There is nothing like the magic of Disney. I should know, I’ve been to Disneyland Paris 5 times since the age of 18 and I’ve loved it every time. There’s something quite magical about it that lets you melt into the atmosphere of the beautiful lights, the castle and the joy that surrounds you, not to mention the odd scream coming from whoever is being shot out of Space Mountain!
I’m a sucker for presentation and Disneyland Paris is always impeccably decorated according to the time of year. No expense is spared; in Autumn the streets and Central Plaza you will find pumpkins galore and in the Winter you will be surrounded by snowmen and Main Street will occasionally start to snow. There is no detail left undone making it hard to fault by adult standards, let alone children.
Disneyland Paris is split into 2 parks (Disneyland Park & Walt Disney Studios) plus the Disney Village for shopping and eating. The Disney Park itself is split into 4 ‘lands’- Frontierland, Adventureland, Fantasyland and Discoveryland, each with its own self explanatory theme. My personal favourite is Fantasyland as to me that’s the most ‘Disney’- my favourite part is of course the Castle with the story of Sleeping Beauty told by window panes inside the castle with a robotic Dragon Malificent in the caves underneath. My favourite ride? It has to be Thunder Mountain – thankfully not quite as scary as Space Mountain, you’ll find it in Frontierland. Of course for the man in my life I had to go on Space Mountain (Discoveryland) more than once – scary biscuits but certainly a lot of fun.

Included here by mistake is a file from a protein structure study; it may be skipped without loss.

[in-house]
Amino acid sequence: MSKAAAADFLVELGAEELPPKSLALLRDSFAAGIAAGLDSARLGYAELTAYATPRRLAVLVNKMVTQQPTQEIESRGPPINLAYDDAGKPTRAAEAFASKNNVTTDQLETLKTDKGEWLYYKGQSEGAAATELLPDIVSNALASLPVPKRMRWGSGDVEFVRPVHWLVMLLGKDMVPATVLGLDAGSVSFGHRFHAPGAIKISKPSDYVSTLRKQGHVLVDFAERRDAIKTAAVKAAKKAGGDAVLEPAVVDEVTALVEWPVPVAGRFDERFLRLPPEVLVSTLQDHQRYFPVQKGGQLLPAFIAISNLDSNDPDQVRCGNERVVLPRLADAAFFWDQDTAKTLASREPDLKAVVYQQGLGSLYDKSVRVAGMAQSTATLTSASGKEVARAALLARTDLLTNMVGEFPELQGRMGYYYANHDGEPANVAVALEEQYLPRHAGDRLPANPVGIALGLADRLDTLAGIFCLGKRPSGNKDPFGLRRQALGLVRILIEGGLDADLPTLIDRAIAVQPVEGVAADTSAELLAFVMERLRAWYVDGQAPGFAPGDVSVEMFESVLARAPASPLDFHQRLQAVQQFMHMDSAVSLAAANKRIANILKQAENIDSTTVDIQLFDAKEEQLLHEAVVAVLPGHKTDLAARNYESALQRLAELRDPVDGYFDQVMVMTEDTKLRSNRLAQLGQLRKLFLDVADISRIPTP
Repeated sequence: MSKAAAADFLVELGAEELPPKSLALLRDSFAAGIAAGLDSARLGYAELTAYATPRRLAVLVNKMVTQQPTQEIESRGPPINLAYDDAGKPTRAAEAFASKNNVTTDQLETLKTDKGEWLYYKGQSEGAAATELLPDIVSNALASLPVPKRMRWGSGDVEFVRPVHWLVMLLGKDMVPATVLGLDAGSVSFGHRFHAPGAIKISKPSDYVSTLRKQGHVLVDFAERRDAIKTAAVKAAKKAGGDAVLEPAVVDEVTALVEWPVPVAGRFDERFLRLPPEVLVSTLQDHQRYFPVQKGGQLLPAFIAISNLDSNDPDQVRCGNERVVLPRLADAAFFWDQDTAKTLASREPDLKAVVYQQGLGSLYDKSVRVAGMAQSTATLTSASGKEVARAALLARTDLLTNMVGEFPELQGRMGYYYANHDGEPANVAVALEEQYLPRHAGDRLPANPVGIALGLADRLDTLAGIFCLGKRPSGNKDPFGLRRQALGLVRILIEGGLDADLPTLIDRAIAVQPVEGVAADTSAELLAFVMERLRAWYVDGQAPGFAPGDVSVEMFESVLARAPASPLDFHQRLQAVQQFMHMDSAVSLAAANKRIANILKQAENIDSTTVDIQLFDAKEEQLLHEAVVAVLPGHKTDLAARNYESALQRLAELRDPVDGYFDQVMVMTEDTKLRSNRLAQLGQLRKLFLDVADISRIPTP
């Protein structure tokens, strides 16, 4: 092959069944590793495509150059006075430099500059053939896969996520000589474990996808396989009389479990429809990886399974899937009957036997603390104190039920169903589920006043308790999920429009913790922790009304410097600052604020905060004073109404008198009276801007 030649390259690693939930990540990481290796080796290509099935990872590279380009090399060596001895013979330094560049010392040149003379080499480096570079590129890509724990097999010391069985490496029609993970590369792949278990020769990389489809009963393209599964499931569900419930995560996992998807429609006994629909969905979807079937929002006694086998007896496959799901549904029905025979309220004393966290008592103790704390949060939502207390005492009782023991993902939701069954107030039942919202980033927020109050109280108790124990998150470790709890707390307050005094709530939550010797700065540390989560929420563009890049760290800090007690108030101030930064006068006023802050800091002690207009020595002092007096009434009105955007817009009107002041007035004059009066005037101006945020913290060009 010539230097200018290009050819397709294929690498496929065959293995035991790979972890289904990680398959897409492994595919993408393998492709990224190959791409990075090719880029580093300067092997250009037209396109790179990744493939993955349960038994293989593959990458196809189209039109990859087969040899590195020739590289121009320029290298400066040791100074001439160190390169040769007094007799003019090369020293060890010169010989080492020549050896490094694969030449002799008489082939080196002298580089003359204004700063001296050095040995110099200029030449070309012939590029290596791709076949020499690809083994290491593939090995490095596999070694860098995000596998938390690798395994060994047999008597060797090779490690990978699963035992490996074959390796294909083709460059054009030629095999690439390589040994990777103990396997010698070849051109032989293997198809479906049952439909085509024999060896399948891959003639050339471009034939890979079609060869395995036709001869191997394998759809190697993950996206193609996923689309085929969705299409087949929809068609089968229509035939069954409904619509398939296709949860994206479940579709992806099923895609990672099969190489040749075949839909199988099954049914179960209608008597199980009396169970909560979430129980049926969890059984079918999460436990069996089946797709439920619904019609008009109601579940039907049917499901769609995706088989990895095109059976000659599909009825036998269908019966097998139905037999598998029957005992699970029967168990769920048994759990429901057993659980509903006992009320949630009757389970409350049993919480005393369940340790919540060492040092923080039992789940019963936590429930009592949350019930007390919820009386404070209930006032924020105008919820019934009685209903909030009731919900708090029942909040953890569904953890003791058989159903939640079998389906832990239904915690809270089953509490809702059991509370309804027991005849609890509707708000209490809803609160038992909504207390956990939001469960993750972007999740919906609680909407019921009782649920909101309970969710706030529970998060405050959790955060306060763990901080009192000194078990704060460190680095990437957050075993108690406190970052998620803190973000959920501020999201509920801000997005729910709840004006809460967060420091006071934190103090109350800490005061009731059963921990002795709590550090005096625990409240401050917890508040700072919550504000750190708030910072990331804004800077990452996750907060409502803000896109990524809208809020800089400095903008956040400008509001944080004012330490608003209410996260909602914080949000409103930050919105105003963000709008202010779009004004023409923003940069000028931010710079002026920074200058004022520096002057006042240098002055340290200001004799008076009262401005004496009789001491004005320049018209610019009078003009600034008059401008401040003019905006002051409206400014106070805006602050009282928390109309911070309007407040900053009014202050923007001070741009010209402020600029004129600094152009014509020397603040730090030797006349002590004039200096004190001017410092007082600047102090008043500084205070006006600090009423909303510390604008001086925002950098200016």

Walt Disney Studios is definitely more adult friendly. With the addition of Crush’s Wild Ride, The Tower of Terror and Ratatouille in particular in the last couple of years, the park has really upped its game in terms of cutting edge technology. Ratatouille is hard to explain but it’s essentially a moving 3D experience of the film where you sit in a moving car that takes you to different areas of the restaurant as if you were a mouse. Ducking and diving under tables and cookers your glasses make you feel as if the experience is real, and in a way it is as you will feel the heat of the cooker and the rapid movement of the kitchen around you. Definitely give the Aerosmith Roller Coaster a go – it’s truly awesome.
I have never visited Disneyland accompanied by children but as an adult 2 full days is enough time to visit both Disneyland Park and Walt Disney Studios. Get up early, never underestimate the power of a comfy pair of shoes and get to the park at opening time (10am) or soon after. It will take about 5-6 hours to do the Disney Park depending on whether you want to go on all the rides or not (some are for very small children) which will give you enough time for a parade or 2, lunch and some shopping. Please note I always visit during ‘off season’ so queues are a lot shorter, if you visit during the Summer you will find you need a lot longer. Disney Studios is significantly smaller and can be completed in about 3-4 hours, giving you time to go back and do rides a second or third time in either park (if you have a Hopper Pass).
As a seasoned veteran I have put together a list of 15 tips to help make your visit easier and hopefully cheaper too!
- Make sure you pick up a map and a guide on your way in. Not only will it show you all the rides (and where the toilets are!), but it will tell you what time the parades and light show is on at.